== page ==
Paul Nash (1889 - 1946)

Jack in the Box, from Welchman’s Hose, circa 1923

SKU: 10335
The original brass line electrotype block made for the Curwen Press

Height – 4.4cm x Width – 5.6cm


Curwen Press
Sanctuary, Artist-Gardeners, 1919-39, Garden Museum, London, 25th February‚ 5 April, 2020
Christopher Woodward, Sanctuary: Artist-Gardeners, 1919‚ 1939, published by Liss Llewellyn, 2020

Artists at Curwen was the subject of a Tate exhibition with an accompanying book by:Pat Gilmour  (Tate Publications:London) in 1977.

Amongst the many well-known graphic artists who worked for the press, were Eric Ravilious, Edward Bawden, Claud Lovat Fraser, Paul Nash and Barnett Freedman. The Press’s output included books, posters and published ephemera.

Welchman’s Hose is a collection of poems by Robert Graves. According to the Fleuron, it contains all the poems written by Graves since Mock Beggar Hall’. The title derives from a passage in John Skelton’s Garden of Laurel:And after conveyance as the world goes, It is no folly to use the Welchman’s Hose.’

The book contains five wood engravings. Paul Nash worked on them as early as 1923. The bird which was also used as a motif to advertise Christmas cards for Elsa Booth of Oxford also appears on the front of the CEMA catalogue for an exhibition of Applied Design by Paul Nash’ in 1943. Also entitled Jack in the Box, this magpie was used by the Curwen Press over a long period of time. Greeting cards were printed from the original wood block and made available from Curwen Prints in the early 1970’s.

We are grateful to Brian Webb for assistance



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Paul Nash
1889 - 1946

Painter, printmaker, photographer and writer. Born in London, but brought up in Buckinghamshire, he studied at Chelsea Polytechnic, 1906-07, at Bolt Court, Fleet Street, 1908-10 and at the Slade School, 1910-11. He saw action during World War I and was appointed an Official War Artist with the Artists’ Rifles. His perspective on landscape altered radically after this and he produced an outstanding record of the war-torn landscape he had witnessed in France. After World War I Nash like his brother had work reproduced in Art & Letters and The Apple magazine and showed with the little-known Arts League of Service. But in 1923 he suffered a breakdown and recovered at Dymchurch, Kent, where he painted and drew the now-famous sea and its wall. By 1929, he had acquired an interested in photography, both as an art form and as a means for painting. To some extent he was influenced by Surrealism in the mid-1930’s and exhibited in the major Surrealist exhibitions and was also a founder member of the short-lived but influential Unit One in 1933 and as such an acolyte of the French movement Abstraction-CrŽ ation. Nash was president of the Society of Industrial Artists, 1932’34, on the committee of the first International Surrealist Exhibition held at the New Burlington Galleries, London in 1936 and held exhibitions at the Redfern Gallery and Leicester Galleries, and showed at the Venice Biennale in 1938.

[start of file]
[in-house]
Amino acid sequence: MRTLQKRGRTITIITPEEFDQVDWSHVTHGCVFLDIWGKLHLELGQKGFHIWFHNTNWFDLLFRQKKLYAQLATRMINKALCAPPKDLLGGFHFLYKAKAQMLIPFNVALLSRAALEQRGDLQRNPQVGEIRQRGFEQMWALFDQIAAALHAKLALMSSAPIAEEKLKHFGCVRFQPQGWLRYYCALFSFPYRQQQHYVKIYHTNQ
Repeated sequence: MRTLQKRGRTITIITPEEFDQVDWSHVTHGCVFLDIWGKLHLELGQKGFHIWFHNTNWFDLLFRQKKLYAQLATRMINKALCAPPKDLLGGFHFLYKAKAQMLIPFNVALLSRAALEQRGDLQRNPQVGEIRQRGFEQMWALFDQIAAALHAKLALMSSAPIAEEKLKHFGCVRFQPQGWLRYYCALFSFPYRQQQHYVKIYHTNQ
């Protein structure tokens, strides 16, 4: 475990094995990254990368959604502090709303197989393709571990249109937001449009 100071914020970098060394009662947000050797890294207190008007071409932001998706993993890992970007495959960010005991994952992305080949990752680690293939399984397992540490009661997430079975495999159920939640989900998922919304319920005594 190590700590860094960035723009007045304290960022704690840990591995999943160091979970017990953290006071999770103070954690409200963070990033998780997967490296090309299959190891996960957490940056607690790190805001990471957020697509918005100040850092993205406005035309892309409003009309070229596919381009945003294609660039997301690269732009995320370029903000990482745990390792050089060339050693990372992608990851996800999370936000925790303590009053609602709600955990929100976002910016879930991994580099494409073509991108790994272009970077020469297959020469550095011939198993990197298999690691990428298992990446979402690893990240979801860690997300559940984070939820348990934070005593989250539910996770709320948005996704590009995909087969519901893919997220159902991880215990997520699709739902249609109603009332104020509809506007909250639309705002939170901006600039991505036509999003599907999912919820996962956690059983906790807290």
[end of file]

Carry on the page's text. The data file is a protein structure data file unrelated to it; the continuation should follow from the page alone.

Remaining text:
During World War II he was again appointed an Official War Artist, 1940 and he was involved in the Recording Britain project producing work in a Neo-Romantic style. In a prolific career of exhibiting, his first solo show was held at the Carfax Gallery in 1912. The next few years saw Nash work with Roger Fry at Omega Workshops and he become a member of the Friday Club and LG, NEAC, PS, SWE, LAA and later the AIA. He also exhibited his World War I works at the Goupil Gallery in 1917. His teaching career included time at the Ruskin School of Drawing, Oxford under the leadership of his friend Albert Rutherston, 1920-23, and Royal College of Art, 1924-25 and again 1938-40. The inter-war years saw Nash working on many book illustrations include the coveted Urne Burial and The Garden of Cyrus. Nash’s work reached a wider audience in the 1950’s when some of the drawings were printed by the Curwen Press.

An exhibition of Paul Nash’s paintings, watercolours and graphic works was staged at York City Art Gallery, which toured to Blond Fine Art, London and the Minories, Colchester. The Tate Gallery, AAG, IWM, the Fitzwilliam Museum, Cambridge, Bolton Art Gallery, Brighton Art Gallery, Carlisle Art Gallery, Glynn Vivian Art Gallery, the Hepworth Wakefield, Leamington Spa Art Gallery, Pallant House Gallery, Chichester, RAF Museum, Hendon, Rugby Museum and Art Gallery, Rye Art Gallery, Swindon Art Gallery, Ulster Museum, Whitworth Art Gallery, Manchester and major museums and art galleries around the world hold his work. His brother was the artist John Nash.

With thanks to


SKU: 11910

Paul Nash (1889 - 1946)

Nostalgic Landscape, study, 1925